Poems by Jean Ingelow, In Two Volumes, Volume II. eBook

This eBook from the Gutenberg Project consists of approximately 386 pages of information about Poems by Jean Ingelow, In Two Volumes, Volume II..

It came to pass,
While he was speaking, that the curtains swayed;
A rushing wind did move throughout the place,
And all the pillars shook, and on the head
Of Noah the hair was lifted, and there played
A somewhat, as it were a light, upon
His breast; then fell a darkness, and men heard
A whisper as of one that spake.  With that,
The daunted mighty ones kept silent watch
Until the wind had ceased and darkness fled. 
When it grew light, there curled a cloud of smoke
From many censers where the dragon lay. 
It hid him.  He had called his ministrants,
And bid them veil him thus, that none might look;
Also the folk who came with Noah had fled.

But Noah was seen, for he stood up erect,
And leaned on Japhet’s hand.  Then, after pause,
The Leader said, “My brethren, it were well
(For naught we fear) to let this sorcerer speak.” 
And they did reach toward the man their staves,
And cry with loud accord, “Hail, sorcerer, hail!”

And he made answer, “Hail!  I am a man
That is a shipwright.  I was born afar
To Lamech, him that reigns a king, to wit,
Over the land of Jalal.  Majesties,
I bring a message,—­lay you it to heart;
For there is wrath in heaven:  my God is wroth. 
‘Prepare your houses, or I come,’ saith He,
‘A Judge.’  Now, therefore, say not in your hearts,
‘What have we done?’ Your dogs may answer that,
To make whom fiercer for the chase, ye feed
With captives whom ye slew not in the war,
But saved alive, and living throw to them
Daily.  Your wives may answer that, whose babes
Their firstborn ye do take and offer up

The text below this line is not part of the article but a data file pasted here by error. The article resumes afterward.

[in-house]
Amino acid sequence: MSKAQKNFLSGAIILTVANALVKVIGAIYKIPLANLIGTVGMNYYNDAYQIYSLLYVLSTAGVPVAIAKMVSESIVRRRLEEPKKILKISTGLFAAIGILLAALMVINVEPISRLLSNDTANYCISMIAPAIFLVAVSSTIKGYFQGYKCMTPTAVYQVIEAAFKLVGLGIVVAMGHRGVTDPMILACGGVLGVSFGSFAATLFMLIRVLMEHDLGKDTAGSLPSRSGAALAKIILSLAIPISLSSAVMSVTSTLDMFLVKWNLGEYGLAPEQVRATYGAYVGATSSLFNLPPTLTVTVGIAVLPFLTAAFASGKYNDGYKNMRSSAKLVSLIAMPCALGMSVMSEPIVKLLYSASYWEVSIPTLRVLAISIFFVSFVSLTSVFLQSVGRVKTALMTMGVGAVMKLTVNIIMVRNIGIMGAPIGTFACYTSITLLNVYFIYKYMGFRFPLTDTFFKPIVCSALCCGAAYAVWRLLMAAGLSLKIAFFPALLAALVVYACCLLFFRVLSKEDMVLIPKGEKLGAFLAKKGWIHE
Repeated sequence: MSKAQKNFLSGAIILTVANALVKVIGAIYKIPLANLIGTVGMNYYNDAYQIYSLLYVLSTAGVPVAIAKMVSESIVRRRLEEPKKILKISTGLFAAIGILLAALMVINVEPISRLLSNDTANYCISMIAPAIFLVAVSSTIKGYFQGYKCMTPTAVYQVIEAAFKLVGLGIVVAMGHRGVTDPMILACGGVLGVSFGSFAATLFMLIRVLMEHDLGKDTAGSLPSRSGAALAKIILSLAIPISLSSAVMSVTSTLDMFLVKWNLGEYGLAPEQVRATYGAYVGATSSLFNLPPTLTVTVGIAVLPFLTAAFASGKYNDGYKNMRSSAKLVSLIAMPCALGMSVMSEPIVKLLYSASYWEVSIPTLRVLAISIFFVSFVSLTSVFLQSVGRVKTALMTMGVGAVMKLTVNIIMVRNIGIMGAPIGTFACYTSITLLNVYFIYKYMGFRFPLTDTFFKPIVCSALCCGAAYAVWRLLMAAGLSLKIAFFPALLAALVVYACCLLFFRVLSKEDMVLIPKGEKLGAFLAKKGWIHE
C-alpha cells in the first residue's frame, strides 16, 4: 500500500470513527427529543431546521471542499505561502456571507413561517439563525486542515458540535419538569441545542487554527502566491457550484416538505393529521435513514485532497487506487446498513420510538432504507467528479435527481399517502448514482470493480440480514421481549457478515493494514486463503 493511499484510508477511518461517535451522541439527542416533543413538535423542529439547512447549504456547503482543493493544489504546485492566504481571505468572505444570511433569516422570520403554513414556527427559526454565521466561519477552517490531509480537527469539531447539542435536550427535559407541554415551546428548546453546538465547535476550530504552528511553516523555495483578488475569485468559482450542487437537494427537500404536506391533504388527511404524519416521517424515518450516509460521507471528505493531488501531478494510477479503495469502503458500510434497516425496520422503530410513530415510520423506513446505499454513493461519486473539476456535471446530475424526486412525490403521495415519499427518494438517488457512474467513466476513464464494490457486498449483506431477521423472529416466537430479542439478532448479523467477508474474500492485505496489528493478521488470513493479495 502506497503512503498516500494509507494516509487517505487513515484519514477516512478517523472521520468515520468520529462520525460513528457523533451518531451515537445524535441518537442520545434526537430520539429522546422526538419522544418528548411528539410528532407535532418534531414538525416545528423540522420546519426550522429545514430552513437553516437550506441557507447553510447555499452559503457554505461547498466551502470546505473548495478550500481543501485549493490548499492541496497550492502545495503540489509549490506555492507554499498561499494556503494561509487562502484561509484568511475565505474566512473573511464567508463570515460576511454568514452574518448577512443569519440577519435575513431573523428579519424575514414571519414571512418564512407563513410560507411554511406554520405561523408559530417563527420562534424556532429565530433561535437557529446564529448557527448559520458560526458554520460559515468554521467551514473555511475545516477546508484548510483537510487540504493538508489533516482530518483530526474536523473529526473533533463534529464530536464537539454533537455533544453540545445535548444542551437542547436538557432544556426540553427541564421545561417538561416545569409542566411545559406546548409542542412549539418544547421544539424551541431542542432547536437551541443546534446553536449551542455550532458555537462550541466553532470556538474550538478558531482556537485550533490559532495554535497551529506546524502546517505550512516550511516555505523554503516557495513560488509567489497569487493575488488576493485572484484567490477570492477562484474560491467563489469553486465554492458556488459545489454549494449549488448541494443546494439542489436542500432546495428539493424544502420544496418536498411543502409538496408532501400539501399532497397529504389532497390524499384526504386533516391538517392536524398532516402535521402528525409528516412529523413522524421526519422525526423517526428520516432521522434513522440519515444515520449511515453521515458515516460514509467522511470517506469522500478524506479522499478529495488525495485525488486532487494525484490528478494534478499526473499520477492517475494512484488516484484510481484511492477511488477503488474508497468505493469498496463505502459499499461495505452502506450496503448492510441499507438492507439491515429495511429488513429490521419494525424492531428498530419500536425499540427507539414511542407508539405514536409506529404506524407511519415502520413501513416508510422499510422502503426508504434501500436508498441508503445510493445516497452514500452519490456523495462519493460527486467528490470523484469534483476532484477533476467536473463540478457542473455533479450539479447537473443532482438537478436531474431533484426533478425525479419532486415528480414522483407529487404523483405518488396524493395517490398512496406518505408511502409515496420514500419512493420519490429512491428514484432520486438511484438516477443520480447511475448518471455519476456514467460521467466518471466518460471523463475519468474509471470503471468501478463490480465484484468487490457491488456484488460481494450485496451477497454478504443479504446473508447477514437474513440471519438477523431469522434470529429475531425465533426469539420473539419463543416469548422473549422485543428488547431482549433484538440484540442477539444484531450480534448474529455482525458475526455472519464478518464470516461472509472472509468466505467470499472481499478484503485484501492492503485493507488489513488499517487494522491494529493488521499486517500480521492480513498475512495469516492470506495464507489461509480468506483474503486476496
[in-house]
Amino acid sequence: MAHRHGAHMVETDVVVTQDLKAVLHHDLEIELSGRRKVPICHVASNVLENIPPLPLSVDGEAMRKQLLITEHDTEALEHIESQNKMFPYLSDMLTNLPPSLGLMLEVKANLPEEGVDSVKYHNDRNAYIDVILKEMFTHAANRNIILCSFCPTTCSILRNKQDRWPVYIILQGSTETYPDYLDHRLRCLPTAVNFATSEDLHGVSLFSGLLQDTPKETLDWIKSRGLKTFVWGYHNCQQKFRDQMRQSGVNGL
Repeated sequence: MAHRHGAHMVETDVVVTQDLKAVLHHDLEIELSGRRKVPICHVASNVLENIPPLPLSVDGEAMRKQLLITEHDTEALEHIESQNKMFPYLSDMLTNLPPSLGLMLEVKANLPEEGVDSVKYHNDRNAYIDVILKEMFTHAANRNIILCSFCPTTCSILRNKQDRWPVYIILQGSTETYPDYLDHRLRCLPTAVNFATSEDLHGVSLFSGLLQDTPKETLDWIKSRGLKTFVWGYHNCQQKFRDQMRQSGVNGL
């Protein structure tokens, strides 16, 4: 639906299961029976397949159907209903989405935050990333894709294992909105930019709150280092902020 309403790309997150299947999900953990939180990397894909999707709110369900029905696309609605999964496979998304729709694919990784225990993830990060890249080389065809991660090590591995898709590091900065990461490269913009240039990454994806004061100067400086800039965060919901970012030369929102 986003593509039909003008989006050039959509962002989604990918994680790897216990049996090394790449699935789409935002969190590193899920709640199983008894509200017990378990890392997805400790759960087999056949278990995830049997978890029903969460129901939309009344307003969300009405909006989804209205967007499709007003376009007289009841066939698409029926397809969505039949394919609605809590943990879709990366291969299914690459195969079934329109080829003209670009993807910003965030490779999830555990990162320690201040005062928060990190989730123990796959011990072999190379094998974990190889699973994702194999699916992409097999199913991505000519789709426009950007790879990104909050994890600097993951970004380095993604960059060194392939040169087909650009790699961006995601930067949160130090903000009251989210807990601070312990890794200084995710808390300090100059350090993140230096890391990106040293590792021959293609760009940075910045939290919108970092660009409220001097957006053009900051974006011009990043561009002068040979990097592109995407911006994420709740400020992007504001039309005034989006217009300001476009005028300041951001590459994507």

To this abhorred snake, while yet the milk
Is in their innocent mouths,—­your maiden babes
Tender.  Your slaves may answer that,—­the gangs
Whose eyes ye did put out to make them work
By night unwitting (yea, by multitudes
They work upon the wheel in chains).  Your friends
May answer that,—­(their bleached bones cry out.)
For ye did, wickedly, to eat their lands,
Turn on their valleys, in a time of peace,
The rivers, and they, choking in the night,
Died unavenged.  But rather (for I leave
To tell of more, the time would be so long
To do it, and your time, O mighty ones,
Is short),—­but rather say, ’We sinners know
Why the Judge standeth at the door,’ and turn
While yet there may be respite, and repent.

“‘Or else,’ saith He that formed you, ’I swear,
By all the silence of the times to come,
By the solemnities of death,—­yea, more,. 
By Mine own power and love which ye have scorned,
That I will come.  I will command the clouds,
And raining they shall rain; yea, I will stir
With all my storms the ocean for your sake,
And break for you the boundary of the deep.

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Project Gutenberg
Poems by Jean Ingelow, In Two Volumes, Volume II. from Project Gutenberg. Public domain.
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